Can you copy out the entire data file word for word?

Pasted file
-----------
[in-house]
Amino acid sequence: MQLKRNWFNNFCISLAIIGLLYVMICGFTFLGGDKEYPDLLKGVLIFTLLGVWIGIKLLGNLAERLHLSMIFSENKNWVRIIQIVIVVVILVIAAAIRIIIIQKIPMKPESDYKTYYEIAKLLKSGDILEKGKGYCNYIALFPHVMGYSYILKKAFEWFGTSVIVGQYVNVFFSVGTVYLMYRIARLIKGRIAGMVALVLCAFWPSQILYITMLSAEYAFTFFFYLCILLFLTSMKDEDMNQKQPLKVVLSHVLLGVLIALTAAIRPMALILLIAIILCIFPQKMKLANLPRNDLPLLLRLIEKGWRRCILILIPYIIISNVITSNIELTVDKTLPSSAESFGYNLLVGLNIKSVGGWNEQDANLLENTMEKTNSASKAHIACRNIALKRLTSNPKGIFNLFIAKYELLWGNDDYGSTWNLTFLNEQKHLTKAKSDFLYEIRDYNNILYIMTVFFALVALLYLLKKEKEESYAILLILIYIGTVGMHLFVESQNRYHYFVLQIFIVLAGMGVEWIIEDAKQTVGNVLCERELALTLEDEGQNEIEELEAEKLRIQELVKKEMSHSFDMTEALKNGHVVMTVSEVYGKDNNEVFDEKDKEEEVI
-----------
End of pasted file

[in-house]
Amino acid sequence: MQLKRNWFNNFCISLAIIGLLYVMICGFTFLGGDKEYPDLLKGVLIFTLLGVWIGIKLLGNLAERLHLSMIFSENKNWVRIIQIVIVVVILVIAAAIRIIIIQKIPMKPESDYKTYYEIAKLLKSGDILEKGKGYCNYIALFPHVMGYSYILKKAFEWFGTSVIVGQYVNVFFSVGTVYLMYRIARLIKGRIAGMVALVLCAFWPSQILYITMLSAEYAFTFFFYLCILLFLTSMKDEDMNQKQPLKVVLSHVLLGVLIALTAAIRPMALILLIAIILCIFPQKMKLANLPRNDLPLLLRLIEKGWRRCILILIPYIIISNVITSNIELTVDKTLPSSAESFGYNLLVGLNIKSVGGWNEQDANLLENTMEKTNSASKAHIACRNIALKRLTSNPKGIFNLFIAKYELLWGNDDYGSTWNLTFLNEQKHLTKAKSDFLYEIRDYNNILYIMTVFFALVALLYLLKKEKEESYAILLILIYIGTVGMHLFVESQNRYHYFVLQIFIVLAGMGVEWIIEDAKQTVGNVLCERELALTLEDEGQNEIEELEAEKLRIQELVKKEMSHSFDMTEALKNGHVVMTVSEVYGKDNNEVFDEKDKEEEVI